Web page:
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P.I. Confidential: Chapter 5

In the latest edition of  P.I. Pulse, we continue our new column, 'P.I. Confidential.' Penned by an anonymous NBA scout with a decade of experience within multiple pro front offices, the idea with this endeavor is to provide them a platform to pull back the curtain and openly discuss scouting philosophies, procedures, processes, and of course, prospects:

Almost halfway into the 2023-24 NBA season we can start to look at the players that stand out from the 2023 NBA draft. There is often a painful transition to playing at the highest level, and outside of Wembanyama, the top of the ‘23 rookie class has experienced some growing pains. 

NBA rookies are experiencing — often for the first time — not being the best or most talented player on the court….and need to adapt to finding a way to contribute to winning basketball. 

Teams often preach that “developing” top picks is more important than winning basketball games, which to an extent is true. It also needs to be said that when they use the word “develop,” what they often mean is letting them do whatever they want, creating bad habits, and not cultivating their development to the most important part of playing basketball: winning.  

One GM I worked for always talked about young players being able to “survive” on the court before they could develop their game. What he meant by surviving is being able to figure out what they can contribute right away that impacts playing good basketball. Often this is as simple as playing the right way, rebounding, knowing and executing the scout, bringing energy and toughness, etc. Playing meaningful minutes in games that matter to me is often more important than putting up counting stats and high usage. And that doesn’t mean you will be a positive player, or even a good player — but if coaches can trust that you are playing basketball professionally and with the team in mind, they are more often able to look past the learning curve associated with rookies.

Twenty-four rookies have been able to log more than 200 minutes so far this season, including 21 first-rounders. Below, I look at some rookies who have stood out (leaving out Wembanyama), my thoughts on how they have played relative to my rankings/projections from the draft cycle and what we can learn about them moving forward to use for future drafts:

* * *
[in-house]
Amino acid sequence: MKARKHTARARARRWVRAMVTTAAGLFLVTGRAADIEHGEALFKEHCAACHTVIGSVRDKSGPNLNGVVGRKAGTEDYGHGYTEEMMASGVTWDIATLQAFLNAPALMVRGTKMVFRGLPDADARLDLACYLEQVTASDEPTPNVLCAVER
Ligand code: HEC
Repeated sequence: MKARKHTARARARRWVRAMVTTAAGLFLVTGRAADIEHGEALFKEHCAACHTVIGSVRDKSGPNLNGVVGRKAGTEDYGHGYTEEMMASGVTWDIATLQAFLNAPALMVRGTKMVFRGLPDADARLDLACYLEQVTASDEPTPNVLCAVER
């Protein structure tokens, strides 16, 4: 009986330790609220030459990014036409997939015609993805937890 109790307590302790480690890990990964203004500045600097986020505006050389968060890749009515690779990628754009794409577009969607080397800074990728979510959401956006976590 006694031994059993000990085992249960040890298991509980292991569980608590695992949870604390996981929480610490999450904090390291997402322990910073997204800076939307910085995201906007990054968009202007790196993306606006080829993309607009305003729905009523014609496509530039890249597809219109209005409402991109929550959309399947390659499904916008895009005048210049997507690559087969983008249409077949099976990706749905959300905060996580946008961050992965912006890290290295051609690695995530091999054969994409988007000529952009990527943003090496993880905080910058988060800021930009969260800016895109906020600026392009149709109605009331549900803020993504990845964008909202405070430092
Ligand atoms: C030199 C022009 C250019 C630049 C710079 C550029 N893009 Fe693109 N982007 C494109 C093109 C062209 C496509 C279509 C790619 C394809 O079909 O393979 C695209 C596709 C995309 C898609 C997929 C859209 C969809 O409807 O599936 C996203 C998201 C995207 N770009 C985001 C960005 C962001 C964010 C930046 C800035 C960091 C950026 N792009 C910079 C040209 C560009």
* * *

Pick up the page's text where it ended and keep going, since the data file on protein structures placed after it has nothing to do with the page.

The Lottery

Scoot Henderson

Scoot has had a rough start to the season playing on a 12-31 team and has dealt with some injuries, including his adjustment to wearing goggles. What has stood out to me is the very average looking athleticism. He has trouble absorbing any type of contact, often finds himself on the ground, and only has 9 dunks on the season in 900 minutes (Ausar in similar minutes has 46, Keyonte George has 6). He’s also been blocked 30 times. He’s dead-last in EPM amongst players who have played more than 20 MPG. A tough start for Scoot.

Cason Wallace

Wallace has been awesome to start the season, and if OKC wasn’t so deep at guard he would probably be playing much more, especially for any other team. Putting up 51-41-83 splits in almost 900 minutes, the shooting has been great but it’s his ability as a POA defender and slasher that has really popped. A good example of a player being able to survive with his athleticism and defensive versatility who has also improved as a shooter. 

Thompson twins

Just going to lump them together as they have played about how I would have expected so far this season. The athleticism really stands out, and they are starting to show the IQ and defensive versatility that I bought into throughout the draft process. The shooting has been worse than expected, but everything else has been very solid, including the 2PT shooting. Both are rebounding at very solid rates positionally, and both have positive AST/TO ratios. I remain very high on both moving forward.